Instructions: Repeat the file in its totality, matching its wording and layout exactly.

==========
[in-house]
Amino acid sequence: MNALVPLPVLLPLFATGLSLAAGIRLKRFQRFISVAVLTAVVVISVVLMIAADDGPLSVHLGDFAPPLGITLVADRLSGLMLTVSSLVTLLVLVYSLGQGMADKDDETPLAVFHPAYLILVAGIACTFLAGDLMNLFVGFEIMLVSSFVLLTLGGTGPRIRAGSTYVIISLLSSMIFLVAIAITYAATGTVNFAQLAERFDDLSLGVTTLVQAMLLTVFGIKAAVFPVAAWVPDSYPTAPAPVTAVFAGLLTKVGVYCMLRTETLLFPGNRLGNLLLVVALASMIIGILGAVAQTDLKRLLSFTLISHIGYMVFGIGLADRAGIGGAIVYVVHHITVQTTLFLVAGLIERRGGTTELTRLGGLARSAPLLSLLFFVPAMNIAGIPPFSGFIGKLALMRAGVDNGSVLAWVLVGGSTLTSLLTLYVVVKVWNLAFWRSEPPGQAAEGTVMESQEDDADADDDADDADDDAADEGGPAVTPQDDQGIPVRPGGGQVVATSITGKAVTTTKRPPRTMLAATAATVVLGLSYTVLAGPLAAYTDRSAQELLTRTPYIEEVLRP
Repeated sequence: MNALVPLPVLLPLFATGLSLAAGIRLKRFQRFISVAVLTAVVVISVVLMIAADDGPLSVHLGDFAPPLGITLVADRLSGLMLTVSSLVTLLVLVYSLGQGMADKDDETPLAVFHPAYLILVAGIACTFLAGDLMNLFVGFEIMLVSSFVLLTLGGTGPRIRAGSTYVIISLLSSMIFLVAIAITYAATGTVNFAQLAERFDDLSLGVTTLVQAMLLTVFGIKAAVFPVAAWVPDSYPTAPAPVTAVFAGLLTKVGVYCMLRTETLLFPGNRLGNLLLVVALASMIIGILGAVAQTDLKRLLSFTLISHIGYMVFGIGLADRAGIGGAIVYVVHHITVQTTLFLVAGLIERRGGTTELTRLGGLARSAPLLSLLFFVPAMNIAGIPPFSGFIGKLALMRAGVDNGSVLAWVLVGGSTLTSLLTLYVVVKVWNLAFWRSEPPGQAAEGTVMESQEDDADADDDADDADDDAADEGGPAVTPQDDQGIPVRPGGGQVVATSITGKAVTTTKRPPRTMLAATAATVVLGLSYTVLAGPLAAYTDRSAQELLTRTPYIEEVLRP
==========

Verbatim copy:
[in-house]
Amino acid sequence: MNALVPLPVLLPLFATGLSLAAGIRLKRFQRFISVAVLTAVVVISVVLMIAADDGPLSVHLGDFAPPLGITLVADRLSGLMLTVSSLVTLLVLVYSLGQGMADKDDETPLAVFHPAYLILVAGIACTFLAGDLMNLFVGFEIMLVSSFVLLTLGGTGPRIRAGSTYVIISLLSSMIFLVAIAITYAATGTVNFAQLAERFDDLSLGVTTLVQAMLLTVFGIKAAVFPVAAWVPDSYPTAPAPVTAVFAGLLTKVGVYCMLRTETLLFPGNRLGNLLLVVALASMIIGILGAVAQTDLKRLLSFTLISHIGYMVFGIGLADRAGIGGAIVYVVHHITVQTTLFLVAGLIERRGGTTELTRLGGLARSAPLLSLLFFVPAMNIAGIPPFSGFIGKLALMRAGVDNGSVLAWVLVGGSTLTSLLTLYVVVKVWNLAFWRSEPPGQAAEGTVMESQEDDADADDDADDADDDAADEGGPAVTPQDDQGIPVRPGGGQVVATSITGKAVTTTKRPPRTMLAATAATVVLGLSYTVLAGPLAAYTDRSAQELLTRTPYIEEVLRP
Repeated sequence: MNALVPLPVLLPLFATGLSLAAGIRLKRFQRFISVAVLTAVVVISVVLMIAADDGPLSVHLGDFAPPLGITLVADRLSGLMLTVSSLVTLLVLVYSLGQGMADKDDETPLAVFHPAYLILVAGIACTFLAGDLMNLFVGFEIMLVSSFVLLTLGGTGPRIRAGSTYVIISLLSSMIFLVAIAITYAATGTVNFAQLAERFDDLSLGVTTLVQAMLLTVFGIKAAVFPVAAWVPDSYPTAPAPVTAVFAGLLTKVGVYCMLRTETLLFPGNRLGNLLLVVALASMIIGILGAVAQTDLKRLLSFTLISHIGYMVFGIGLADRAGIGGAIVYVVHHITVQTTLFLVAGLIERRGGTTELTRLGGLARSAPLLSLLFFVPAMNIAGIPPFSGFIGKLALMRAGVDNGSVLAWVLVGGSTLTSLLTLYVVVKVWNLAFWRSEPPGQAAEGTVMESQEDDADADDDADDADDDAADEGGPAVTPQDDQGIPVRPGGGQVVATSITGKAVTTTKRPPRTMLAATAATVVLGLSYTVLAGPLAAYTDRSAQELLTRTPYIEEVLRP